• In September 1997, when ,Japan's Prime Minister Hashimoto visited China, the two sides reached the China-Japan bilateral accord in the WTO negotiations on market access for goods. The EU Commission outlined its strategy to engage with China in order to accelerate China's "transi­tion to an open society based on the rule of law and the respect for human rights." 7 The one exception among the rich trading powers was the United States, with whom no progress was recorded on China's WTO bid between Jiang Zemin's October 1997 visit to Washington D.C., and Clinton's visit to China in June 1998. Nonetheless, the climate of U.S.-Chinese relations was favourable. All rich countries were now embarked on a China-engagement policy.
  • The Asian financial crash began in June 1997 in Thailand, spread to Taiwan, Korea, and Indonesia, and then around the world and back. China experienced a slowdown in growth, a fall-off in d,omestic invest­ment, and a decline in exports. This clearly indicated that the world market was China's main motor for growth, and that the heart of that motor was ticking in the US and the EU. In January 1998, at the height of the 1997-98 Asian-Pacific financial crash, President Clinton proposed a "new round of global trade negotiations." The EU and Japan chimed in, as did thirteen medium sized countries with a similar proposal in a joint statement signed that year in Hong Kong.
  • Both the EU Commission and the Clinton administration took the lead in the 1990s on the liberalization of telecommunications and financial services. Both were keen to involve the Asian states. The major break­throughs occurred during the course of 1997: Sixty-nine countries signed an agreement guaranteeing market access to international telecommu­nications suppliers on a non-discriminatory basis. In March, forty coun­tries signed an Information Technology Agreement. Both agreements covered 90 percent of global trade. Then in December - at the height of the Asian financial crash - seventy countries agreed to liberalize their financial services. The hardware and the software for the world's com­munications and payments infrastructure were being laid hand-in-hand.

For China, the slow-down in domestic demand had to be compensated by attracting investors, and by maximizing external sources of revenue. This meant grasping the opportunity provided by the grand scale adjustment in the world's industrial structure, China's WTO negotiator, Long Yongtu, argued to the party cadres. 8 China had to deepen its already close relationships with the world's multinational corporations. There was no evading the difficulties, he argued, arising from the fact that the inherited state structure was incompatible with WTO membership: "A very major problem... is that every department is not only itself the appointed referee, but also a player in the game, and also [has] the same people who make up the rules of the game."9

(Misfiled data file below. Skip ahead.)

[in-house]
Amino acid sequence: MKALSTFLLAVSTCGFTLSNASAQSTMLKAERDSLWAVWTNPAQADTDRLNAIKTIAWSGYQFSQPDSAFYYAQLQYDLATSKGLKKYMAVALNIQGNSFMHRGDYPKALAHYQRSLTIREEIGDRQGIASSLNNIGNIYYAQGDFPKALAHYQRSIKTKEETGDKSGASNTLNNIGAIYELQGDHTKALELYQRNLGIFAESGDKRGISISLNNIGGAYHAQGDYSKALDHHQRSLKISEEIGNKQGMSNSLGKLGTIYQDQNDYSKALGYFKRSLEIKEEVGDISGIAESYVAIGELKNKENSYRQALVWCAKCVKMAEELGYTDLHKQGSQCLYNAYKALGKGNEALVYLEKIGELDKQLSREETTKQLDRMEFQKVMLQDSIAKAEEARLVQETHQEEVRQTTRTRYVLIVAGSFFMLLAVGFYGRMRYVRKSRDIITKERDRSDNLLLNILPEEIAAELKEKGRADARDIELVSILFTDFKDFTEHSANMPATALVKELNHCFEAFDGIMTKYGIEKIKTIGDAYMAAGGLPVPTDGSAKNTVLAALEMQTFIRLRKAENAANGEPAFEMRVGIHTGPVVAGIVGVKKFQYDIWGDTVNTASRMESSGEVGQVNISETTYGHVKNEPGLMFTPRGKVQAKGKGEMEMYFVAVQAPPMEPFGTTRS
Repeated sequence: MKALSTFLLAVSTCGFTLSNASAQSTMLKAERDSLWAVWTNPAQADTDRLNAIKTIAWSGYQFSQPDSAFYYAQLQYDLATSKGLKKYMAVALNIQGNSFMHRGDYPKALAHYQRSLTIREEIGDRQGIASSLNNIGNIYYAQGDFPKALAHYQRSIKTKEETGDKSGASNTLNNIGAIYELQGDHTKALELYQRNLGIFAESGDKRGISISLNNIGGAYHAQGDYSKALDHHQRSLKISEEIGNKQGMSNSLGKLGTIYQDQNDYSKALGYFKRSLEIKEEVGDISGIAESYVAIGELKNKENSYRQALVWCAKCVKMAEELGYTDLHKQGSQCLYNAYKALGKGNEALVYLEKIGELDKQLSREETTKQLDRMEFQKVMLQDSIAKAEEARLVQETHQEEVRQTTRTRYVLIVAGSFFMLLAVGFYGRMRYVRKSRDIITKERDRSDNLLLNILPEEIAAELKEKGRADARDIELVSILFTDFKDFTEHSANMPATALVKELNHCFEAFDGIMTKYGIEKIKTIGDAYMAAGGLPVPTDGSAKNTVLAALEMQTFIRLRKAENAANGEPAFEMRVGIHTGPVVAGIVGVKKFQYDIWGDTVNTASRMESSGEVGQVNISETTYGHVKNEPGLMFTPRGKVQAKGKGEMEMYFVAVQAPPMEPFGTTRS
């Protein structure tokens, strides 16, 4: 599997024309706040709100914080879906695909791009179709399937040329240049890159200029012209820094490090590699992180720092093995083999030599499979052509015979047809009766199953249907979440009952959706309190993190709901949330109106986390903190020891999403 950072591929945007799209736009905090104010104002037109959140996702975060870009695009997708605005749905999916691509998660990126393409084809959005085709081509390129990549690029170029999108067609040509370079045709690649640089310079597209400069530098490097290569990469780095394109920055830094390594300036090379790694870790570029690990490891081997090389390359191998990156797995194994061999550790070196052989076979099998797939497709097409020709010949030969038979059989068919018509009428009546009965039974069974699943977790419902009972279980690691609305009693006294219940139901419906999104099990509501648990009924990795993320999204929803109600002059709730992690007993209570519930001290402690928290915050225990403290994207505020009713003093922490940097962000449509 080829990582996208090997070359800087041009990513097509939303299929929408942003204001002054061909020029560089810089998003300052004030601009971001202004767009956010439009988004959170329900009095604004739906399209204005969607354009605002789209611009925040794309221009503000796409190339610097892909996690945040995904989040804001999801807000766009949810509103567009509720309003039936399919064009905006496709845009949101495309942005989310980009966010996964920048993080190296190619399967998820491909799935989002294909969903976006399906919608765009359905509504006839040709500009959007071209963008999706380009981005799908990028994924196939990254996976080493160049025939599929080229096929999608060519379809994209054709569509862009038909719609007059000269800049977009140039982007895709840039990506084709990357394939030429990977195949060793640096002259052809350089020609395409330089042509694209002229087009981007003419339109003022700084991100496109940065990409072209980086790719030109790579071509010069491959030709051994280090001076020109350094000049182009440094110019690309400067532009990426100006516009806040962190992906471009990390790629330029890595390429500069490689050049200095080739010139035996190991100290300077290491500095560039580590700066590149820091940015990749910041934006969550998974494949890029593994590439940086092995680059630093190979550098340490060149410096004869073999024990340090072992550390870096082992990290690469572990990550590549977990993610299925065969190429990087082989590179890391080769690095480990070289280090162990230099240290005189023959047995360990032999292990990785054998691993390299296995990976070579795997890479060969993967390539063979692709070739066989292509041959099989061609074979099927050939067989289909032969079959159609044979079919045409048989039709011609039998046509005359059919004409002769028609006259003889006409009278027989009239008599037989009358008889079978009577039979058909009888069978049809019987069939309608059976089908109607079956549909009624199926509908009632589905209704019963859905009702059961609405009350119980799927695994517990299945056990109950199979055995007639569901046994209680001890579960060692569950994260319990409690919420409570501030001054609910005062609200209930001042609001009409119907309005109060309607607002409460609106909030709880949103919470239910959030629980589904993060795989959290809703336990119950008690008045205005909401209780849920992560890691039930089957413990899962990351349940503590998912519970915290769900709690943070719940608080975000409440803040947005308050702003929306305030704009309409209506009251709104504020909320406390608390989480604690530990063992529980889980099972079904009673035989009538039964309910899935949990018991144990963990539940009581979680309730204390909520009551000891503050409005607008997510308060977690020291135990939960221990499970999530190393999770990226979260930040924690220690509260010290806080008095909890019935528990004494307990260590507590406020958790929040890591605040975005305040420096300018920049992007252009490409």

With Zhu Rongji's appointment as Premier in March 1998, economic lib­erals won a major battle, as the new government proceeded to accentuate the drive to attract foreign direct investment to China, and to involve China more deeply in global networks.10 For Zhu Rongji, this meant that there had to be evidence of market-liberalization in China for U.S. observers. Hence, the Premier's two-dimensional strategy: WTO-consistent reforms of the party-state had to be accompanied by a package of concessions by China that Clinton could accept to shore up support for the deal in the United States. That pack­age had to be implementable in China if it was to be credible in the U.S. Propo­nents and opponents of China in the WTO on both sides of the Pacific reached out in mutual support. This feature of China's WTO entry saga is extremely significant: interdependence makes domestic structures, policies and perfor­mance the substance of international diplomacy. In fact, it breaches the prin­ciple of non-interference in the domestic affairs of other states.

The negotiations

The history of the negotiations from 1998 to 2001 may be sketched briefly. The Chinese leadership's renewed bid to join the WTO through bilateral nego­tiations with the United States started well enough in 1998 with a routine exchange of letters, nearly died over a serious negotiation breakdown in April 1999, then resumed in late summer to yield the U.S.-China accession agree­ment in November, only to be upstaged in December when a "Red-Green" lobby of advanced industrial country unionists, environmentalists and anti-globalizers brought the WTO meeting at Seattle to a standstill. In the United States, the accession agreement went before Congress in 2000. Then, just before the House vote in May 2000 on the extension of permanent trade status to China, the EU foreign ministers backed the Commission's proposed package for China's entry talks. As the EU Trade Commissioner Pascal Lamy said: "The US got 80 per­cent of what we wanted. Now the US will get, on top of what they got, what we get." Trade relations between China and Japan deteriorated as, Japan slammed on tariffs on stone leek, mushroom and rush imports from China, and China retaliated with 100 percent tariffs on a clutch of Japanese manufactures. But the tail-ends of business to bring China into the WTO were quickly wrapped up following the terror attacks of September 11 on the Twin Towers and the Pen­tagon, when China offered to co-operate with the US on the war on terrorism. China was duly ushered in as a member at the Qatar meeting of the WTO in November 2001.

China's New Trade Regime